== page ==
Thanks for reading and pointing out this pertinent problem.
Indeed I’m not sure if the wireframing and prototyping tools out there has advanced to catering for AI yet.
In the case of Lo-Fi wireframing I guess text to indicate a dynamic navi menu or layout element, combined with sample content in various scenarios, is enough for the client to understand the concept.
To build prototypes with dynamic functionalities I can only think of Axure. But again as I’ve mentioned in the article, it requires you to “think like a programmer and draw like a designer”. Other than beautiful graphics, you must imagine how the UI elements would respond in different scenarios and then program a set of logic into the display options using the Axure functions.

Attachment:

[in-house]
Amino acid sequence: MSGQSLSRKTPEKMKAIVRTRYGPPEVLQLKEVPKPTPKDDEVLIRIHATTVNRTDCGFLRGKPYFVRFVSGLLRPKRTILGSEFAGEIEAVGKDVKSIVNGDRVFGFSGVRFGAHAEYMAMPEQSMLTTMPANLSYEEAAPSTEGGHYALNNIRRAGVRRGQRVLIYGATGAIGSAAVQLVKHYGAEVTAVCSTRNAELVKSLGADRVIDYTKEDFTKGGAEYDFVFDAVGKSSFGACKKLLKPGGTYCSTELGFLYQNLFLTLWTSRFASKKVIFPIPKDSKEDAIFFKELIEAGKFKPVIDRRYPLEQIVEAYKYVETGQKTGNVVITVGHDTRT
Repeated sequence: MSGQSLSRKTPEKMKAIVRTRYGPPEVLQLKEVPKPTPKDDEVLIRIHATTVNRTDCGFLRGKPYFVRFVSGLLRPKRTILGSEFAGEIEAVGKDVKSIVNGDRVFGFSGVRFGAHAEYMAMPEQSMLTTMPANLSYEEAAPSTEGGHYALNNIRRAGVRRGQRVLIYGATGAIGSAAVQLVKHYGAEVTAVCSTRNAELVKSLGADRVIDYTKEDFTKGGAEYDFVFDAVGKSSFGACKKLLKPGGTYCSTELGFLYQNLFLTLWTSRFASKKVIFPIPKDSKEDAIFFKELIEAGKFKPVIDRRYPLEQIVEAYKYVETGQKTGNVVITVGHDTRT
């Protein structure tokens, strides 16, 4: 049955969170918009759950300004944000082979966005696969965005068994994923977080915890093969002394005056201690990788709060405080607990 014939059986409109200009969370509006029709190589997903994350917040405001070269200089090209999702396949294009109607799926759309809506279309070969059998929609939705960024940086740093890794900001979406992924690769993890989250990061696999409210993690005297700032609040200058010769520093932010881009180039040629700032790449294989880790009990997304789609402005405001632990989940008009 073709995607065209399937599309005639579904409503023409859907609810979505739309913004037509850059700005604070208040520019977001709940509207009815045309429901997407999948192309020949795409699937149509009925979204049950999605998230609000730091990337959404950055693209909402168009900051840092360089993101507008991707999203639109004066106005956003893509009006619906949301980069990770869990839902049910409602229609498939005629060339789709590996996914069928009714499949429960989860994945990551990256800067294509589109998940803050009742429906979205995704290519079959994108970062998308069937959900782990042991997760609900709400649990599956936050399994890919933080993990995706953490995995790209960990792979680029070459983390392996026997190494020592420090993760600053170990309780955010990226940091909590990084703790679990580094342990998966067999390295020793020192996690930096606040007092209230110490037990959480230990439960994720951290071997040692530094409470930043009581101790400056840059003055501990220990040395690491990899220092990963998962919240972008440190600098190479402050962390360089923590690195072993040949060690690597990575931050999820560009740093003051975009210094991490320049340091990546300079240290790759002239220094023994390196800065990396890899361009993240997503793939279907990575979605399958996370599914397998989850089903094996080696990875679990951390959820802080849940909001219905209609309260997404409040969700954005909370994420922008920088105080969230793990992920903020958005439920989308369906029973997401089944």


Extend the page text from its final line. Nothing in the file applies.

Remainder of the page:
This is easier said than done of course. In future I think UX would increasingly involve the tech folks right from the start rather than just clients and UX/UI designers as is the case now. Or it could be that even UX/UI designers for web and mobile could become like product designers and architects, who are trained in both art and engineering, so that they can be creative but still into account practical aspects for building the end result.
Bottom line: It’s time for many UX designers to upgrade themselves in order to be leading the way for the AI era of products and solutions!